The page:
The upcoming Supreme Court case Gill v. Whitford has brought public attention to the threat partisan gerrymandering poses to our democracy.
Although modern technology and an era of hardened partisanship has made gerrymandering particularly ubiquitous and malignant, the problem is as old as American democracy itself. American courts and legislatures have been struggling to address it for nearly as long, as we found when looking into the congressional record from 1901, when Congress took action to try to stop gerrymandering.
The Constitution requires Congress to set the size of the House of Representatives and determine how many seats each state will have after every census. As time went on, Congress began including rules for drawing districts in these regular apportionments. The Apportionment Act of 1842 required that representatives be elected from single-winner districts and introduced the requirement that districts be “contiguous.” In the Apportionment Act of 1901, Congress added the requirement that districts be “compact.”
The legislative history of the Apportionment Act of 1901 reveals the compactness requirement was introduced for reasons that remain relevant over a century later: Congress wanted to prevent states from drawing districts that would unfairly favor one political party.
When the new requirement was first discussed on the floor, Representative Theodore Kluttz of North Carolina explained: “The language has heretofore been ‘contiguous.’ When the committee discussed it, I will say that the word ‘compact’ was added at the suggestion of one of the members, the object of it being to prevent shoe-string districts[.]” 34 CONG. REC. 606 (1901) (statement of Rep. Theodore F. Kluttz).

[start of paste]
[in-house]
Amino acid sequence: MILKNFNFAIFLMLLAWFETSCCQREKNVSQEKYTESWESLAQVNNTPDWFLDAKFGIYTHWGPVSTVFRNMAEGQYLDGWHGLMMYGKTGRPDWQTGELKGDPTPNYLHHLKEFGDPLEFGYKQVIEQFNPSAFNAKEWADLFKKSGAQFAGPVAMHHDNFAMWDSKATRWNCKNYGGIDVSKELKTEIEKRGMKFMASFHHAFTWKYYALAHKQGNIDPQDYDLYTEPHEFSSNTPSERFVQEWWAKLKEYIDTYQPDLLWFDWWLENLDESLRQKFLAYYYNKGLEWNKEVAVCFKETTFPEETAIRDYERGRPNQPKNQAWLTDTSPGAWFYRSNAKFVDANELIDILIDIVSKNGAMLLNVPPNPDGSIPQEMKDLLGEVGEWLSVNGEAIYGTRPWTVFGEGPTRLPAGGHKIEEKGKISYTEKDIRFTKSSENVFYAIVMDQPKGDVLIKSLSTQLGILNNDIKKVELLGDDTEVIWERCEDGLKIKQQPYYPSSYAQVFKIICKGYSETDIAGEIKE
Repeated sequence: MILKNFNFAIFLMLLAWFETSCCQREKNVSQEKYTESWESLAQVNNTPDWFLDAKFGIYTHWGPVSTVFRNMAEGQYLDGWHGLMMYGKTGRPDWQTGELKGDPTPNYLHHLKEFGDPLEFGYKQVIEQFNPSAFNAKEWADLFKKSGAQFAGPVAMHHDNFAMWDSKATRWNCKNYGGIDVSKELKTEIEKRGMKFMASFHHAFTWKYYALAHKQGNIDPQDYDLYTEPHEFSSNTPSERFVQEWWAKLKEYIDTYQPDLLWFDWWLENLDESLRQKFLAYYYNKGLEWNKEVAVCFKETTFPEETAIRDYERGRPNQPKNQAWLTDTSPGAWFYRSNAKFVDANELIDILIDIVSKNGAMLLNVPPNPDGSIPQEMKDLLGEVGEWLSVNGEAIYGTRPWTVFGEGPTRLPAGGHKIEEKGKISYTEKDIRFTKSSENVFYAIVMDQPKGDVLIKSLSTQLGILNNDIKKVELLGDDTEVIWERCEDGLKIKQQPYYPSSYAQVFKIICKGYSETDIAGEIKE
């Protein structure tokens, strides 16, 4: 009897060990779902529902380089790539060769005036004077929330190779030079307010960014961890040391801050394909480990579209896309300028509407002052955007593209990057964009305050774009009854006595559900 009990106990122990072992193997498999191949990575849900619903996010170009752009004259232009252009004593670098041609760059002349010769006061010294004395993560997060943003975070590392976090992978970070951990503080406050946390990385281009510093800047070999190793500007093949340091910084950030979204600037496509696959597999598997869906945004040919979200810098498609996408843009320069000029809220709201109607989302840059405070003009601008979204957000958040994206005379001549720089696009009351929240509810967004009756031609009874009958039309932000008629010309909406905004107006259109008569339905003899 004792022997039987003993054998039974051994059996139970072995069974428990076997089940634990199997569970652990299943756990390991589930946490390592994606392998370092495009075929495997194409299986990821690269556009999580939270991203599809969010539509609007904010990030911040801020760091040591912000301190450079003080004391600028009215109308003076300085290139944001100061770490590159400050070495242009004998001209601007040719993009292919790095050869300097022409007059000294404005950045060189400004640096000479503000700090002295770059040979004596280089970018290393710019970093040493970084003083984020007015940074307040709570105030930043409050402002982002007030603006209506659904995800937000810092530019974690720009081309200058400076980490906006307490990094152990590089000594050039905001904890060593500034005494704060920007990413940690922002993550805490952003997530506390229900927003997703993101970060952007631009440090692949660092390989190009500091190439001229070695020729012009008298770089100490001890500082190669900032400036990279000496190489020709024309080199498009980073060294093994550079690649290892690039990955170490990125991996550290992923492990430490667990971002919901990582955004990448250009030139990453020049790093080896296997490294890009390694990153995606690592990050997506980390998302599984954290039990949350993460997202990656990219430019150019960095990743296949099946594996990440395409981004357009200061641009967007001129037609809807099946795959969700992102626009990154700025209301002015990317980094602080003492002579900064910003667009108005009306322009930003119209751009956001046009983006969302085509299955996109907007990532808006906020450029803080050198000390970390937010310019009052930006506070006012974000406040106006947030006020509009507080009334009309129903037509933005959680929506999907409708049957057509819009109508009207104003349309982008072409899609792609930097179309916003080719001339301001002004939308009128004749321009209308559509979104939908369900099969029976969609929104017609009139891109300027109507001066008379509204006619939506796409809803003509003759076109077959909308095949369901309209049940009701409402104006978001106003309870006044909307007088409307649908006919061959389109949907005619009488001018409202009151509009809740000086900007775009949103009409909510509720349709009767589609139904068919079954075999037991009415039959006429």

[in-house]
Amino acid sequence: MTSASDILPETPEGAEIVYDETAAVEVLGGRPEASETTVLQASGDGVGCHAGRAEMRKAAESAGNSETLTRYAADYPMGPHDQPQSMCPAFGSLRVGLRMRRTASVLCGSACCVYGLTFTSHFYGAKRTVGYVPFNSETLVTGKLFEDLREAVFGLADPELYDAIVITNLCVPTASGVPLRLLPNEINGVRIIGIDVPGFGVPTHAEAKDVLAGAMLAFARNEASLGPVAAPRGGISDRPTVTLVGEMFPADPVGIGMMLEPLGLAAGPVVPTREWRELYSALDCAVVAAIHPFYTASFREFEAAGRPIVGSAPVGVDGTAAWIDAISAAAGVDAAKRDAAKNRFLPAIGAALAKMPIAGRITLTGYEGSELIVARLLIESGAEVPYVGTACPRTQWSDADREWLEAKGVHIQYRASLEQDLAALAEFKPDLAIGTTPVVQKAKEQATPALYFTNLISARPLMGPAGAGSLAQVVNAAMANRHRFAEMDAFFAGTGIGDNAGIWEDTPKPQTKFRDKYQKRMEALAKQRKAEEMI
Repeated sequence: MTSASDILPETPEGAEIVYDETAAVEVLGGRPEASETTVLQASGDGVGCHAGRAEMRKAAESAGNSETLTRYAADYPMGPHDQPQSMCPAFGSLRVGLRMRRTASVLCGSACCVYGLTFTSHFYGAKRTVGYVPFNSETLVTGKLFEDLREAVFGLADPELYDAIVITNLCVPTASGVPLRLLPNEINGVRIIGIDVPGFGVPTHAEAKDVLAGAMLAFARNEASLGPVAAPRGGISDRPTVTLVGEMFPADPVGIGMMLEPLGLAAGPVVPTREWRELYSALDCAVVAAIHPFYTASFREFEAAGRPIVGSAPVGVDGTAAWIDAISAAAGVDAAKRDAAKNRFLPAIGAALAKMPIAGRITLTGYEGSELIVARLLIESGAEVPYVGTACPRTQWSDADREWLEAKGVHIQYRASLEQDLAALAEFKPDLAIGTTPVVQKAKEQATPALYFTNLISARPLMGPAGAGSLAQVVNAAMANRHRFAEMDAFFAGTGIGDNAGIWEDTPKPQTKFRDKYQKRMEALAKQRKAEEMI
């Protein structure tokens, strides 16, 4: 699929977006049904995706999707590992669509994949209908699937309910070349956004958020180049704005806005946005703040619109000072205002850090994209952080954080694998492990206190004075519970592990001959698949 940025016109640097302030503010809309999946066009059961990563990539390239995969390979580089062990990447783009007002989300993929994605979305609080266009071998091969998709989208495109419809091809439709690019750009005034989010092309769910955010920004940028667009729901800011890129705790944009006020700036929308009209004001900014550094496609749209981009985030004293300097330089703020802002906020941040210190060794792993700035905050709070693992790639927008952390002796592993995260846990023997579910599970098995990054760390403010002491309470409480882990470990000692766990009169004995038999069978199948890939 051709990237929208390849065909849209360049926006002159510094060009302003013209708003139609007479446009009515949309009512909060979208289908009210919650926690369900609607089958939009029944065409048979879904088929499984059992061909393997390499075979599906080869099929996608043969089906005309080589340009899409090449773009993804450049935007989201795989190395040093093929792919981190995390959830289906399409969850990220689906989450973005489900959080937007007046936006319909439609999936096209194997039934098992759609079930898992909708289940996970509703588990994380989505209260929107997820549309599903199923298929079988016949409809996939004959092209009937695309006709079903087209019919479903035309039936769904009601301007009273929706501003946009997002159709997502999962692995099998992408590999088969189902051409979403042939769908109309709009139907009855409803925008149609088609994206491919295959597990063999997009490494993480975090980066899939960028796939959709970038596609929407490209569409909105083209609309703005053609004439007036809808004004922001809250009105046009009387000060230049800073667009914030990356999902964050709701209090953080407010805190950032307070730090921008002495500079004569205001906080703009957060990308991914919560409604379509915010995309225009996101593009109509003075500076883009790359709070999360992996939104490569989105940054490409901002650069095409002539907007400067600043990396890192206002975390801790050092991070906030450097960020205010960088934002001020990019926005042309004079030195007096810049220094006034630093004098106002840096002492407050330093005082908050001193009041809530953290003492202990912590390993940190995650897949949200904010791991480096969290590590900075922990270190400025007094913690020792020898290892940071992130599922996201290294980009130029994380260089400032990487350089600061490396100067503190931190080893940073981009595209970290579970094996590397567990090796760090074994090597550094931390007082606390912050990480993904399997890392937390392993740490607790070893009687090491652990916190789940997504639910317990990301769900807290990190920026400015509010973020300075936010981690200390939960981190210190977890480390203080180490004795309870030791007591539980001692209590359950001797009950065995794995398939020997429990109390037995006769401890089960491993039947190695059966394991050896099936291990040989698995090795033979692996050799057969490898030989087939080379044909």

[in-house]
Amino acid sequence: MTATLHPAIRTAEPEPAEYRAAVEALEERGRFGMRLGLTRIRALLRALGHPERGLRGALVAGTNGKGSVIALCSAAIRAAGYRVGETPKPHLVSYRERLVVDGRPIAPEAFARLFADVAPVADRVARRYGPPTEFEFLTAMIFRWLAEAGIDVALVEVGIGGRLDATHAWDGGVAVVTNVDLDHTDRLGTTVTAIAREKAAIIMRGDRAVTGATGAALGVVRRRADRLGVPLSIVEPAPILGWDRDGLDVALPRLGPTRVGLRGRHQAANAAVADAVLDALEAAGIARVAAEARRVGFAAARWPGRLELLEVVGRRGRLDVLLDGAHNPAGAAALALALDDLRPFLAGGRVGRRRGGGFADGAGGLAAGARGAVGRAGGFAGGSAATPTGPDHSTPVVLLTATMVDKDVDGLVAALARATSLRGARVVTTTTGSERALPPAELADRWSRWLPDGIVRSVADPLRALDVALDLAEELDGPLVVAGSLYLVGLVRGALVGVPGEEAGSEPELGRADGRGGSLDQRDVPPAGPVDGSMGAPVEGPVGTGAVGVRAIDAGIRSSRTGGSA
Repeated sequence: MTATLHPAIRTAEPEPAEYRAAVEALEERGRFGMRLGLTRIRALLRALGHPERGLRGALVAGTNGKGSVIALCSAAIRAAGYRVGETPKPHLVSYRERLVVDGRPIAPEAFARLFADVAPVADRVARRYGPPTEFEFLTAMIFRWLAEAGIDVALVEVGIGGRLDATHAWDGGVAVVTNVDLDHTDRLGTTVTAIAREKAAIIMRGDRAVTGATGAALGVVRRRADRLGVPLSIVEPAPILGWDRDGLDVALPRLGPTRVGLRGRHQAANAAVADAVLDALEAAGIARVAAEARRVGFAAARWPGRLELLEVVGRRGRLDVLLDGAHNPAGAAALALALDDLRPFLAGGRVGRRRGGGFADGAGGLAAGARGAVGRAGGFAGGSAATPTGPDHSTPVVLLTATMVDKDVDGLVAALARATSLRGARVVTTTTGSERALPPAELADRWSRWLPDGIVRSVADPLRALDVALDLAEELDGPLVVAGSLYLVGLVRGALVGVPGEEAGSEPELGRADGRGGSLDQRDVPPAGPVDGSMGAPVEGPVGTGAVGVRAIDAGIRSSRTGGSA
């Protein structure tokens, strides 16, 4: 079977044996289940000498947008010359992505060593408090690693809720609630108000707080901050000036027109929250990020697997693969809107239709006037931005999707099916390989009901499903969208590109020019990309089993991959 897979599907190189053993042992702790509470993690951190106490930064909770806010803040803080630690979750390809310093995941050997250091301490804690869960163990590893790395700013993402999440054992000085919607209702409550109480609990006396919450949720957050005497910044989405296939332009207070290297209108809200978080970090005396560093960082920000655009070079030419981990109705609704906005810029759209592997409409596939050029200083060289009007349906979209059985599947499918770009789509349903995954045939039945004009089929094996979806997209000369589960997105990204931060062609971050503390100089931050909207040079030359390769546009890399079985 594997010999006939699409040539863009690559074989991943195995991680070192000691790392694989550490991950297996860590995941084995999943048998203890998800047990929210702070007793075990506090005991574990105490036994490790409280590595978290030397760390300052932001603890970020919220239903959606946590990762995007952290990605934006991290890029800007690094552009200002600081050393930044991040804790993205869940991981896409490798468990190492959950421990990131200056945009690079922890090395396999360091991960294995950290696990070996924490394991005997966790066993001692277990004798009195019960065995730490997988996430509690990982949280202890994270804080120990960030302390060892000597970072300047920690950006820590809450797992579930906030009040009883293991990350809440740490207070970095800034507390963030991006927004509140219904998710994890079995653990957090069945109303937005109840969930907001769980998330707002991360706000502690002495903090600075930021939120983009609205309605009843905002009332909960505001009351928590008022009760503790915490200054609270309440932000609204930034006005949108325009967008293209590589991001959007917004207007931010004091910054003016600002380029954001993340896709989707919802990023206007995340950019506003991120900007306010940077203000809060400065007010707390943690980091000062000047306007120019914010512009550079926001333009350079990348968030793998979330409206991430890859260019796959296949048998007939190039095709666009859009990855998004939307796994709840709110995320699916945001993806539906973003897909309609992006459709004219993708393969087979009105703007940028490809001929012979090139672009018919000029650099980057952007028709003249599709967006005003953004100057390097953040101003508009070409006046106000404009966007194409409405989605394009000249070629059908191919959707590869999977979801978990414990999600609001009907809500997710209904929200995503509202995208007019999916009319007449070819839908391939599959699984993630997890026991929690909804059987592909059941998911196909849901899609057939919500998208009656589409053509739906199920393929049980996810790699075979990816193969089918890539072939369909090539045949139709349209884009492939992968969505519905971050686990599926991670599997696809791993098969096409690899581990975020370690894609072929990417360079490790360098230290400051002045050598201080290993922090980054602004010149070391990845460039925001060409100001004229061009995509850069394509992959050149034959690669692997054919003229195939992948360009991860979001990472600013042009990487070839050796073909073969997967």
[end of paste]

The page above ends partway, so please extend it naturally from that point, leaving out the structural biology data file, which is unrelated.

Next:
Representative William Ryan of New York elaborated:
[“Compactness”] was put in in order to give the Democrats of the North a fair opportunity to be returned. The legislatures in the Northern States are all Republican and if they were permitted to shoestring the districts, it would be impossible for the few Democrats from the Northern you have to get here. It was put in by the Democrats on the committee, with the consent of the chairman of the committee, to show that he intended to be fair with the Northern Democrats.
34 CONG. REC. 606 (1901) (statement of Rep. William H. Ryan).
At the time, Democrats still dominated the South, while the Northern and Western states were largely Republican. Both the House and the Senate were under Republican control. This concern for fairness to political rivals seems strange in today’s polarized environment, but the debate shows that partisan gerrymandering was a subject of concern even back then.
The discussion over the compactness requirement also revealed many of the practical issues about preventing partisan gerrymandering that continue to trouble reformers. Representative John Rixey of Virginia demanded to know “who is to be the judge as to when districts are sufficiently compact?” and predicted it would “give rise to contests[.]” 34 CONG. REC. 605-06 (1901) (statement of Rep. John F. Rixey).
Congress ultimately adopted the compactness requirement and the act’s “compact and contiguous” language remained in almost all subsequent apportionment acts. Even today, “compactness” is considered one of the traditional redistricting criteria almost everywhere in the United States.
But the issues raised in 1901 -- questions about when exactly a district plan becomes unacceptable and who gets to make that determination, regional and partisan concerns about losing seats, worries that the redistricting process could bogged-down in disputes over legality -- will all sound familiar to anyone who has followed the Gill case.
Despite the efforts of Congress in 1901, partisan gerrymandering has only grown more entrenched and sophisticated. Its persistence over a century later demands a new approach. It’s time to adopt a new method of electing our representatives. Partisan legislators should not be the ones responsible for drawing legislative districts. We should not have to choose our representatives through a process so vulnerable to partisan gerrymandering. Now is the time for fair representation.